mobile

Parents press for mobile tech in education

A new study of how parents perceive mobile learning and devices finds that many want schools to accelerate their use of mobile devices in the classroom. The AT&T-funded report found that more than 50 percent of parents believe that schools should make more use of mobile devices in education, while nearly a third (32 percent) said schools should require mobile devices in the classroom.

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Fast Fact

Parents want schools to take better advantage of mobile

A new survey from the Learning First Alliance and Grunwald Associates suggests that parents whose children are required to use portable or mobile devices in school are more likely to see the educational value in such devices as a result of their first-hand experience.

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Big District Wi-Fi Technology for Small and Medium-Sized Districts

Even small districts with limited budgets and staff can be high tech with the latest Wi-Fi technology

ASCD Introduces New Conference App, Offers Support for First-Time Attendees

Attendees at ASCD's 2013 Annual Conference and Exhibit Show, held March 16–18, at McCormick Place in Chicago, Ill., will be able to improve their conference and professional development experience by downloading a new ASCD app that puts important conference information at their fingertips.

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A Blueprint for Setting Up a Winning Texting Strategy

Located on the North Carolina border in eastern Tennessee, the rural Blount County school system, which has 20,000 students and four major high schools, was looking for a better way to get information about specific safety issues to its socioeconomically diverse population. Here's their success story.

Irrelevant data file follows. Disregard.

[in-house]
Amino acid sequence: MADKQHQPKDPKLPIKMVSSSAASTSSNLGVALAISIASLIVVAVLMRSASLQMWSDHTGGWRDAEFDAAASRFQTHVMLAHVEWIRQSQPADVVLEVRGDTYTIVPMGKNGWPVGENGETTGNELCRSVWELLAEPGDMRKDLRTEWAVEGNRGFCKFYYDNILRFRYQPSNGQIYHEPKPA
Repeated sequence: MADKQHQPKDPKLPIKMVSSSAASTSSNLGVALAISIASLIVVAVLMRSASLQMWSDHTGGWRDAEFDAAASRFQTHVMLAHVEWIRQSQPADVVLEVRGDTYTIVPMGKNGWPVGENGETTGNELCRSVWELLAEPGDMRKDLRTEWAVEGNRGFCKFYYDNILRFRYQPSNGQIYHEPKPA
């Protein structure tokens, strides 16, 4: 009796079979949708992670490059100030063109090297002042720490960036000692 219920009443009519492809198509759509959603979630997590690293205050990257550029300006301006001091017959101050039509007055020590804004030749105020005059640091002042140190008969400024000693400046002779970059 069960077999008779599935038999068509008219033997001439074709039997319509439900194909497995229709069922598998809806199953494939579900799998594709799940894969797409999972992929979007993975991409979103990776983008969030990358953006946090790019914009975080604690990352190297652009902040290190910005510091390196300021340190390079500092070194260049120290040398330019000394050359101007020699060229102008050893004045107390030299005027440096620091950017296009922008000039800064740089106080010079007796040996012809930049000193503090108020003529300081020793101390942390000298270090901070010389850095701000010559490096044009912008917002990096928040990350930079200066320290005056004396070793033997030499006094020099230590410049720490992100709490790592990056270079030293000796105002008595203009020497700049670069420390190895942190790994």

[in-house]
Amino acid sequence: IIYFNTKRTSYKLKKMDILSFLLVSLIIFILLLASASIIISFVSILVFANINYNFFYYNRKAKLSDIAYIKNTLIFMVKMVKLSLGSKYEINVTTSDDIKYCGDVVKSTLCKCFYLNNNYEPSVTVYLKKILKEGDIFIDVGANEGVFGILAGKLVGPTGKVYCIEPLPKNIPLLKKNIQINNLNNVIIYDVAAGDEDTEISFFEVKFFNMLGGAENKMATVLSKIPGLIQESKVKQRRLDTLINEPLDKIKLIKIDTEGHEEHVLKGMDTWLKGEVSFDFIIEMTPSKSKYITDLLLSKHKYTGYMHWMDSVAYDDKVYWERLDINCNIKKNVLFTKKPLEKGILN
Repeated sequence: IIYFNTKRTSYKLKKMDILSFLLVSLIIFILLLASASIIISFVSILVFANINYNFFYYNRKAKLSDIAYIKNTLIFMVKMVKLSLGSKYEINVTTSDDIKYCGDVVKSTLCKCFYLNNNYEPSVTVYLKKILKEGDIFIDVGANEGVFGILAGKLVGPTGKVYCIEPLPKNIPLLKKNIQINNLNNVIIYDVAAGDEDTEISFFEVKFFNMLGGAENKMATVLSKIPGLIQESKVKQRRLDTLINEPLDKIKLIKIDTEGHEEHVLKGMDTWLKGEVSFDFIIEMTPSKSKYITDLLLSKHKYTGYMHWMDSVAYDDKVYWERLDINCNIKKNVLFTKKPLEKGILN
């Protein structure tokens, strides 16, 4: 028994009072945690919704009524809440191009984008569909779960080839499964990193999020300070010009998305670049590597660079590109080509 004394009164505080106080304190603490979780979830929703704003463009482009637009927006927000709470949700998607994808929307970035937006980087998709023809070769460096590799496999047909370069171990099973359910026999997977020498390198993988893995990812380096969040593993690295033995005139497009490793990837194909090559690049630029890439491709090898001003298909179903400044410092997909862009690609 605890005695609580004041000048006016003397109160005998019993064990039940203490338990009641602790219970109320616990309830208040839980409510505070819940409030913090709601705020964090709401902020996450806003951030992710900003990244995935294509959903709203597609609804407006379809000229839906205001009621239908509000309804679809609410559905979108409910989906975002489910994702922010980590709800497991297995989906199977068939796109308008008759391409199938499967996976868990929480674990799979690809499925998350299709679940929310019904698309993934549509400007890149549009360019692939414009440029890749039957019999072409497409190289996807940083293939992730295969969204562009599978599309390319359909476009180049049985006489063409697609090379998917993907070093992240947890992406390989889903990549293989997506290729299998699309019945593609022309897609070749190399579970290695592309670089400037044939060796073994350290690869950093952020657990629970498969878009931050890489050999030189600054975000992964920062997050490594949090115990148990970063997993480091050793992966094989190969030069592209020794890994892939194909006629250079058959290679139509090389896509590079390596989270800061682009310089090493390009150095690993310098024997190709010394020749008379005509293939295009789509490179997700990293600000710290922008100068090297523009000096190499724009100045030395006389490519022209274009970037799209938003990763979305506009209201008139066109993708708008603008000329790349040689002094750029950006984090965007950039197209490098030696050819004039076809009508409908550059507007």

Barre School Technology Plan Would be Expensive

The price of pursuing a five-year plan that would eventually put a personal computing device in the hands of every student at Barre City Elementary and Middle School accounts for nearly $300,000 of a budget increase that — at least for the moment — is still sitting at roughly $1.4 million.

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A Tablet in Every L.A. Student's Backpack?

Superintendent Deasy wants to give each L.A. Unified student a high-tech device. That would mean 700,000 pieces of digital equipment costing about $450 million, not counting more than $200 million (and possibly double that) to update the campus' wireless Internet service. But his plan needs work.

Deasy's request for a first-phase infusion of $17.4 million in school bond money fell short by one vote.The vote was only advisory, and the school board could still approve the expenditure, but for now Deasy's office says he has no plans to bring it up again, and that's a good idea.

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America’s School Children Need to Practice Democracy and Freedom 24/7

And it requires a cellular internet connection.

Smartphones Shift STEM Learning to the Field

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